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Frontiers in Immunology


Persons living with HIV (PLWH) are at higher risk of developing secondary illnesses than their uninfected counterparts, suggestive of a dysfunctional immune system in these individuals. Upon exposure to pathogens, monocytes undergo epigenetic remodeling that results in either a trained or a tolerant phenotype, characterized by hyper-responsiveness or hypo-responsiveness to secondary stimuli, respectively. We utilized CD14+ monocytes from virally suppressed PLWH and healthy controls for in vitro analysis following polarization of these cells toward a pro-inflammatory monocyte-derived macrophage (MDM) phenotype. We found that in PLWH-derived MDMs, pro-inflammatory signals (TNFA, IL6, IL1B, miR-155-5p, and IDO1) dominate over negative feedback signals (NCOR2, GSN, MSC, BIN1, and miR-146a-5p), favoring an abnormally trained phenotype. The mechanism of this reduction in negative feedback involves the attenuated expression of IKZF1, a transcription factor required for de novo synthesis of RELA during LPS-induced inflammatory responses. Furthermore, restoring IKZF1 expression in PLWH-MDMs partially reinstated expression of negative regulators of inflammation and lowered the expression of pro-inflammatory cytokines. Overall, this mechanism may provide a link between dysfunctional immune responses and susceptibility to co-morbidities in PLWH with low or undetectable viral load.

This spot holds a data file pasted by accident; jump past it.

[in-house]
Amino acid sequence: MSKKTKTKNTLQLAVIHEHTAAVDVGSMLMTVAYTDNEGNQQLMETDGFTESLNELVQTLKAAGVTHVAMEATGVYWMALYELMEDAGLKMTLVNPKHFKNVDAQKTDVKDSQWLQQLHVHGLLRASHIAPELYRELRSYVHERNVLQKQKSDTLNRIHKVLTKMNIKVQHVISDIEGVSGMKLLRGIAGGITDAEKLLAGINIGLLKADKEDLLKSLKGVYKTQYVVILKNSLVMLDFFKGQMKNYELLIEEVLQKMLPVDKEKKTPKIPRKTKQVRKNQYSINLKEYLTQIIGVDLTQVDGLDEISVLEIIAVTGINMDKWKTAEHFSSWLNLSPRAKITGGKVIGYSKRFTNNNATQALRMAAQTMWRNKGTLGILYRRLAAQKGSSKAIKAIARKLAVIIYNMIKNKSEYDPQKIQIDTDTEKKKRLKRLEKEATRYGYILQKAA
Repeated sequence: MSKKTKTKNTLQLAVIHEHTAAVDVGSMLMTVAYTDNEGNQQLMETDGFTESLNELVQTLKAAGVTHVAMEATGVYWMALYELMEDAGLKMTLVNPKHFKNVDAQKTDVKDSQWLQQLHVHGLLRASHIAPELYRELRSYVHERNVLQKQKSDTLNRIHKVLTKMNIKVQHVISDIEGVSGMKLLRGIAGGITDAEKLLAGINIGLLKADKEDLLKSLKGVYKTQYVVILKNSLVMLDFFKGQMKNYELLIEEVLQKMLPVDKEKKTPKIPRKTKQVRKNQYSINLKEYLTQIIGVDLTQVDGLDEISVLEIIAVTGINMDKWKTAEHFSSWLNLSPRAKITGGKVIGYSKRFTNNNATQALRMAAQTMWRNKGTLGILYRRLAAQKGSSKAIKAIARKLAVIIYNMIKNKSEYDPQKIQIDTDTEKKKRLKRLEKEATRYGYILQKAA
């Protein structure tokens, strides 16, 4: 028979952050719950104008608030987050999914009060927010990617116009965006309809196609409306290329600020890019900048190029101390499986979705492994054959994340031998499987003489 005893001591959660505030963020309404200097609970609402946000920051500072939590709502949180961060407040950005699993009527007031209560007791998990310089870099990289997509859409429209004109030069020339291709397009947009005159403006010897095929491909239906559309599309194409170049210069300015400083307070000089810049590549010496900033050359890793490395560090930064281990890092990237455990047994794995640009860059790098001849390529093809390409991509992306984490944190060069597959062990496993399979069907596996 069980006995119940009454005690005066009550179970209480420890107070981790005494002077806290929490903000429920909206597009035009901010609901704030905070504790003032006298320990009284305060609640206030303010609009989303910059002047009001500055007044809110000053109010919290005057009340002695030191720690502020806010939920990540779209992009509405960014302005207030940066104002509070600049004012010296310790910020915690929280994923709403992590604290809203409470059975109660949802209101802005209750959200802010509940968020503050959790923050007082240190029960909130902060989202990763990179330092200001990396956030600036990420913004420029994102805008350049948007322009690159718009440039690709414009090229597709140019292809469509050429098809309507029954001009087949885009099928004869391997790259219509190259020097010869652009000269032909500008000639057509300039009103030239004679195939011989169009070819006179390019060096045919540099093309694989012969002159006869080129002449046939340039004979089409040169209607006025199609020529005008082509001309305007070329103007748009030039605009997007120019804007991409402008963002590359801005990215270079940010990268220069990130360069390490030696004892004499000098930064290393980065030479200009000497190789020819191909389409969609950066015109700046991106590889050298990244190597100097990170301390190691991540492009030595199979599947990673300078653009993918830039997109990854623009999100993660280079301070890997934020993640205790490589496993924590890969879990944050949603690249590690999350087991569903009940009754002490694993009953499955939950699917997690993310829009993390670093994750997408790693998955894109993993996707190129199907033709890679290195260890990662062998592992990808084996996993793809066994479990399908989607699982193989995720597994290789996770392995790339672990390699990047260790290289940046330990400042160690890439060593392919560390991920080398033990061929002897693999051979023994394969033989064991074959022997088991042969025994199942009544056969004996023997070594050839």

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Creative Commons Attribution 4.0 International License
This work is licensed under a Creative Commons Attribution 4.0 International License.